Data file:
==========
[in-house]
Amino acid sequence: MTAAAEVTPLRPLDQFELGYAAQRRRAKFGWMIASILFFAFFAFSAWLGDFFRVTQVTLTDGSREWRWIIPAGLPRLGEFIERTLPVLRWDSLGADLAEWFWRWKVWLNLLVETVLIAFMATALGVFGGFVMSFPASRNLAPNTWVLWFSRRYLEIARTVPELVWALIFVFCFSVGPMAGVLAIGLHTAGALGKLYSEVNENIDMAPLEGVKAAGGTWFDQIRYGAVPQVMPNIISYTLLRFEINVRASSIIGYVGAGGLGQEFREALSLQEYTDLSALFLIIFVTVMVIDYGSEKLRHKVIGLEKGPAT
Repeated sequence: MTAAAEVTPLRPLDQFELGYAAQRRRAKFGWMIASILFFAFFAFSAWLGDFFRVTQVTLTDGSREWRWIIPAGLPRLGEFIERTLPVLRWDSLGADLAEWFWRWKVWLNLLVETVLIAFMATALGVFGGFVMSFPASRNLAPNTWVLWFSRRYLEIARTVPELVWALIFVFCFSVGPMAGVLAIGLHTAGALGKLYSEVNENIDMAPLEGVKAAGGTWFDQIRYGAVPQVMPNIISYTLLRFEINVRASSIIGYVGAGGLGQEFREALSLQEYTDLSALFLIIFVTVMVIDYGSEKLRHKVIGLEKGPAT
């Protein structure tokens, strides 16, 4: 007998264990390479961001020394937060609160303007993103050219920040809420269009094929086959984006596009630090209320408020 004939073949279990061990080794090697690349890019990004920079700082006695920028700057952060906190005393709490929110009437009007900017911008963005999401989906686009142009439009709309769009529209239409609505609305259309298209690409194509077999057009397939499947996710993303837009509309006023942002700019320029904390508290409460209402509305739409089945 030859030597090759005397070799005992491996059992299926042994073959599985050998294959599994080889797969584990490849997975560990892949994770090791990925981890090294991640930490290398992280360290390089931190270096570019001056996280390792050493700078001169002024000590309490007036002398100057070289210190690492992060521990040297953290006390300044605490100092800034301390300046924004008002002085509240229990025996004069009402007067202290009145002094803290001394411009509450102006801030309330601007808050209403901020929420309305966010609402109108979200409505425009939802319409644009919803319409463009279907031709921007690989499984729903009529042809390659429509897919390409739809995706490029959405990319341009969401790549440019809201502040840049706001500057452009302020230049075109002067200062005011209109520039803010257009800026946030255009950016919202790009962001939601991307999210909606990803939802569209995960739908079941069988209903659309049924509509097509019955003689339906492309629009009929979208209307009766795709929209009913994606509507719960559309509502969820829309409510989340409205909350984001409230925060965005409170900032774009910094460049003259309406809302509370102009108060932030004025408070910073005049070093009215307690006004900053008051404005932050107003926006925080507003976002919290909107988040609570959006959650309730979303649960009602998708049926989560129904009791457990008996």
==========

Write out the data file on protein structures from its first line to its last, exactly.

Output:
[in-house]
Amino acid sequence: MTAAAEVTPLRPLDQFELGYAAQRRRAKFGWMIASILFFAFFAFSAWLGDFFRVTQVTLTDGSREWRWIIPAGLPRLGEFIERTLPVLRWDSLGADLAEWFWRWKVWLNLLVETVLIAFMATALGVFGGFVMSFPASRNLAPNTWVLWFSRRYLEIARTVPELVWALIFVFCFSVGPMAGVLAIGLHTAGALGKLYSEVNENIDMAPLEGVKAAGGTWFDQIRYGAVPQVMPNIISYTLLRFEINVRASSIIGYVGAGGLGQEFREALSLQEYTDLSALFLIIFVTVMVIDYGSEKLRHKVIGLEKGPAT
Repeated sequence: MTAAAEVTPLRPLDQFELGYAAQRRRAKFGWMIASILFFAFFAFSAWLGDFFRVTQVTLTDGSREWRWIIPAGLPRLGEFIERTLPVLRWDSLGADLAEWFWRWKVWLNLLVETVLIAFMATALGVFGGFVMSFPASRNLAPNTWVLWFSRRYLEIARTVPELVWALIFVFCFSVGPMAGVLAIGLHTAGALGKLYSEVNENIDMAPLEGVKAAGGTWFDQIRYGAVPQVMPNIISYTLLRFEINVRASSIIGYVGAGGLGQEFREALSLQEYTDLSALFLIIFVTVMVIDYGSEKLRHKVIGLEKGPAT
């Protein structure tokens, strides 16, 4: 007998264990390479961001020394937060609160303007993103050219920040809420269009094929086959984006596009630090209320408020 004939073949279990061990080794090697690349890019990004920079700082006695920028700057952060906190005393709490929110009437009007900017911008963005999401989906686009142009439009709309769009529209239409609505609305259309298209690409194509077999057009397939499947996710993303837009509309006023942002700019320029904390508290409460209402509305739409089945 030859030597090759005397070799005992491996059992299926042994073959599985050998294959599994080889797969584990490849997975560990892949994770090791990925981890090294991640930490290398992280360290390089931190270096570019001056996280390792050493700078001169002024000590309490007036002398100057070289210190690492992060521990040297953290006390300044605490100092800034301390300046924004008002002085509240229990025996004069009402007067202290009145002094803290001394411009509450102006801030309330601007808050209403901020929420309305966010609402109108979200409505425009939802319409644009919803319409463009279907031709921007690989499984729903009529042809390659429509897919390409739809995706490029959405990319341009969401790549440019809201502040840049706001500057452009302020230049075109002067200062005011209109520039803010257009800026946030255009950016919202790009962001939601991307999210909606990803939802569209995960739908079941069988209903659309049924509509097509019955003689339906492309629009009929979208209307009766795709929209009913994606509507719960559309509502969820829309409510989340409205909350984001409230925060965005409170900032774009910094460049003259309406809302509370102009108060932030004025408070910073005049070093009215307690006004900053008051404005932050107003926006925080507003976002919290909107988040609570959006959650309730979303649960009602998708049926989560129904009791457990008996």